Having lived abroad now for three years, being labeled a “tourist” seems derogatory. Tourists stand out. You can see them on a street corner, in their cargo vests and funky hats, looking at maps and seeming completely lost. But most of us who have done any kind of traveling have been there. It happens. Tourists are bravely adventuring, so I have to give them props all the same. But tourism isn’t the only kind of traveling you can do. Tourism is fun, light-hearted, selfie-type traveling. But for those who are looking for a slightly deeper experience, there is cultural immersion.
Cultural immersion is different from tourism, and isn’t as comfortable. You want to integrate into the society you’re visiting, get to know the locals, go to the areas they like to go, maybe even try to speak their language. Cultural immersion is, I think, a much richer and more rewarding travel experience.
Tourism Versus Cultural Immersion Travel
Touring can be fun and there is certainly a time for it. You hit the well-known and well-advertised spots, often in a group. You pop about different hotspots, try top-rated eateries, and go on planned excursions. Tour buses, guides, and audio tours were made for you. You hit 37 countries in 20 days. It’s wonderful, but cultural immersion is arguably much, much better.
Cultural travel, on the other hand, implies greater contact with the way of life in your visited country. You participate in local activities and experience traditions. You venture away from the scenic route visiting with families, possibly eating from food carts, and hiking down roads less traveled. This is when you know you are a “true” traveler. It’s when you allow your surroundings to change you, it’s when you step out of your comfort zone. It’s when you start to like being challenged and in awe of what you’re experiencing.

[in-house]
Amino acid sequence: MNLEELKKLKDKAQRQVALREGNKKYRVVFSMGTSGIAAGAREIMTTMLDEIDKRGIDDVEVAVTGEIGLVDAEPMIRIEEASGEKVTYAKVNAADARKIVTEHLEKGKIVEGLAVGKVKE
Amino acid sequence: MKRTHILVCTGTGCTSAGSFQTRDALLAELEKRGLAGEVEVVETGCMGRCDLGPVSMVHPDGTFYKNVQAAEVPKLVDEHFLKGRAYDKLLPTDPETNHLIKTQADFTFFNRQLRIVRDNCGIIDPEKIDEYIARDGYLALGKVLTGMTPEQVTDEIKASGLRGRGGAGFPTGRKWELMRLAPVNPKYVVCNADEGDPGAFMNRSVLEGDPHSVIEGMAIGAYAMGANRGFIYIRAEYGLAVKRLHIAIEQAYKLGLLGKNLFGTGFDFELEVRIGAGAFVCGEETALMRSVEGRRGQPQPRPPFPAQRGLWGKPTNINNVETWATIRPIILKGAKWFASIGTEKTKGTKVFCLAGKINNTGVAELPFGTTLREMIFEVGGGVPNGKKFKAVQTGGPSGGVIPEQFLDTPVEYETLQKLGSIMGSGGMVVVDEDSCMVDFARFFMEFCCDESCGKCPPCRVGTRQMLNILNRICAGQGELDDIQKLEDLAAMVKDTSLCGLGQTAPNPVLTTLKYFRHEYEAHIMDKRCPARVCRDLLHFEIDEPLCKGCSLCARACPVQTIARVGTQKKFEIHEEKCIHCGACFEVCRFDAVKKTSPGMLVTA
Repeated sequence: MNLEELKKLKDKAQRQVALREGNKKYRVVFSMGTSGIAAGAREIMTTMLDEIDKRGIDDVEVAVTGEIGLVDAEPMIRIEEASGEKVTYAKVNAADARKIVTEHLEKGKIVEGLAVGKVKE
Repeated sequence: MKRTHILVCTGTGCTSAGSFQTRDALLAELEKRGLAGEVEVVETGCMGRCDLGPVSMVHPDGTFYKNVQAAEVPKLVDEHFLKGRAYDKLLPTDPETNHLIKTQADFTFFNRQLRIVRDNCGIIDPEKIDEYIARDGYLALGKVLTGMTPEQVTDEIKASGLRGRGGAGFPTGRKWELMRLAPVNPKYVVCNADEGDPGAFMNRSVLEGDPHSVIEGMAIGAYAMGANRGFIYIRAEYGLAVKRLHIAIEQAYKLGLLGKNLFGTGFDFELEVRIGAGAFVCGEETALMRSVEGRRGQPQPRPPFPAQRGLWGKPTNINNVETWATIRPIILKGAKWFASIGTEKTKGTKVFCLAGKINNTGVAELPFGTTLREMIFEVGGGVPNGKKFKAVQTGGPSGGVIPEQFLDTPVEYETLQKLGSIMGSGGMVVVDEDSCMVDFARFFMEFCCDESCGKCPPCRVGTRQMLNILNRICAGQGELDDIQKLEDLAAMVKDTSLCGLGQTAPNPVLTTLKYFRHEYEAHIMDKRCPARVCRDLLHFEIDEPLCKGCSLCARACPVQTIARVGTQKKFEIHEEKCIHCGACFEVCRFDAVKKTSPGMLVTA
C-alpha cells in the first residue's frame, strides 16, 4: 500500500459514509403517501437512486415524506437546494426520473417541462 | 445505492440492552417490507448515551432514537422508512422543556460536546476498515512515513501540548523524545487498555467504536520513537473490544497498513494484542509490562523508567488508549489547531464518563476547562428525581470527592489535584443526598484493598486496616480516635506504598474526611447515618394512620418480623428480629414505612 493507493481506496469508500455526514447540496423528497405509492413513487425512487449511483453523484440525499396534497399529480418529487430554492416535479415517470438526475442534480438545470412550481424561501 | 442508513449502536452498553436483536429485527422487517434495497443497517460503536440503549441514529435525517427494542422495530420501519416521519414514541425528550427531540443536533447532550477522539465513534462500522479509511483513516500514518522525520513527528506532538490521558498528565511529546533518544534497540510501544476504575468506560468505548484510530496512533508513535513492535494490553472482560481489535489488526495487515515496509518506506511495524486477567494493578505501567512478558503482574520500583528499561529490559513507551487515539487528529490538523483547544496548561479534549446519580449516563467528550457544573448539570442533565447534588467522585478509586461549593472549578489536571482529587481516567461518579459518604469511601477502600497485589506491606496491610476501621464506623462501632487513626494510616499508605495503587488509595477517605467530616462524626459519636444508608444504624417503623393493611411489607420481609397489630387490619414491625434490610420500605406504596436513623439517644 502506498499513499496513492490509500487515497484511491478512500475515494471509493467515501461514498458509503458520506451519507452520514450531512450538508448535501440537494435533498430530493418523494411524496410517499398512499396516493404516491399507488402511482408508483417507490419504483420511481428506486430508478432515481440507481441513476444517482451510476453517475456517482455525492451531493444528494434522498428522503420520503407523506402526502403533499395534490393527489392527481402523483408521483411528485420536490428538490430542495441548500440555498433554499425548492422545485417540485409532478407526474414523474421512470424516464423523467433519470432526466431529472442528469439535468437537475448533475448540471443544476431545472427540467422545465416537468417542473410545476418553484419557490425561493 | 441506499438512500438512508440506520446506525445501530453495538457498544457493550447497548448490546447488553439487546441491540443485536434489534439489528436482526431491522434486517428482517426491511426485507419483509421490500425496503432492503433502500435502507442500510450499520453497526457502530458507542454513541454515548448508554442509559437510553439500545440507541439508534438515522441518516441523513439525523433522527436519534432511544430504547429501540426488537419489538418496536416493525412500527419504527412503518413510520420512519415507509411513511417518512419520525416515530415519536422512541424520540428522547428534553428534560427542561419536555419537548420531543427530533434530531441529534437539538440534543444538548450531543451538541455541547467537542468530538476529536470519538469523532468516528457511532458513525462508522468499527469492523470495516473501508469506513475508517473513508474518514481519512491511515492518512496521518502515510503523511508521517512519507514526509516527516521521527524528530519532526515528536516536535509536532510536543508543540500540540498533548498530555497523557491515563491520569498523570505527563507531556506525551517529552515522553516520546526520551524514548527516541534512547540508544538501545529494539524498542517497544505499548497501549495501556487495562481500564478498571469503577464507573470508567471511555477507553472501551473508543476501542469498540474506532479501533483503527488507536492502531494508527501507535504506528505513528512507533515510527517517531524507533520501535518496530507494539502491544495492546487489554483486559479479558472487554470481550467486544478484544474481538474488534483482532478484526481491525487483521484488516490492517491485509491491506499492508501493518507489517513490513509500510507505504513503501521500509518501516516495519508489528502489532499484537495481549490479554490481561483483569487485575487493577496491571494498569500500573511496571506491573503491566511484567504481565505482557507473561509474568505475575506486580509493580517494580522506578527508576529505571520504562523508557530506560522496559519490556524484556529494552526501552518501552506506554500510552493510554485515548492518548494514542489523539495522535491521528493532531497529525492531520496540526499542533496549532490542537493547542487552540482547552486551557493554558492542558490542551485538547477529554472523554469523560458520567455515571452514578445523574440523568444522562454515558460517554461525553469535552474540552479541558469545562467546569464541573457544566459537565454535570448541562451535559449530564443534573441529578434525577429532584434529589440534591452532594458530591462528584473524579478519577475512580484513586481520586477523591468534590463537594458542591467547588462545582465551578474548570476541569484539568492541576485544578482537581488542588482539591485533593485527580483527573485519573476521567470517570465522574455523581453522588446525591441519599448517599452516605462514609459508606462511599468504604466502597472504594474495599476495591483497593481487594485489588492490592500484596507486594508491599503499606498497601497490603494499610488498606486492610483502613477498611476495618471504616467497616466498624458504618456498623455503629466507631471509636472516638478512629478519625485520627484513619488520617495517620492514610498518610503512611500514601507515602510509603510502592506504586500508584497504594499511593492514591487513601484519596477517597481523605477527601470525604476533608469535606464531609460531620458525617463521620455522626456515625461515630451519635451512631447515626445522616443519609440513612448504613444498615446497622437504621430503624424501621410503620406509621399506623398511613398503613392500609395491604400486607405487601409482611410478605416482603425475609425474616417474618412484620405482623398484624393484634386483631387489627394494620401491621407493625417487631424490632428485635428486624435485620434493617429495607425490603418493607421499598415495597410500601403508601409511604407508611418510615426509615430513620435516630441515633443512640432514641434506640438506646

Getting with The Program
Cultural Immersion opportunities present themselves in a variety of ways. From language programs and homestays to Airbnb and volunteer associations, the options are vast. Being a tourist is fun, but some of the best memories I have are when I was in it, immersed in the culture. Standing under umbrellas in the rain at a community concert, watching a high school student paint a magnificent mural, volunteering for a children’s hospital, all of these experiences taught me, challenged me, and have left an indelible impact on me. Cultural travel has so much to offer.
Here are just a few reasons you should consider Immersion:
- You learn more. There are so many layers to each new culture you meet that a guidebook just cannot tell you. Whether it’s cute sayings that you’ve never heard, or why food is cooked a certain way, or how babies are carried, the best way to learn about a new culture is to make friends, ask questions, be open to new experiences, and stray off the beaten path.
- You get to know people. The local people can be friendly to tourists, but not like when you truly connect. There is a different reaction people have when they see you as a person to get to know, rather than just a tourist passing through. They share with you.
- You see places you would not have known existed. There is a reason for tourist destinations. They are neat, beautiful places that make excellent postcards, scrapbooks and additions to your fridge full of photos. But, there is also something to be said for the lesser known destinations. It is amazing how many places, people and experiences you can find when you look for them.
Sure, you can experience “cultural immersion” even on the so-called “tourist track,” if you are willing to learn and look at things from a different angle. If living abroad teaches you anything, it is likely that your patience is not as honed as you thought. Differences and adjustments can be a struggle for sure, but they teach you. You observe and you experience. You ponder and you think. But, most importantly, you become a far more well-rounded and hopefully understanding person.
The bottom line is, within travel is opportunity…everywhere.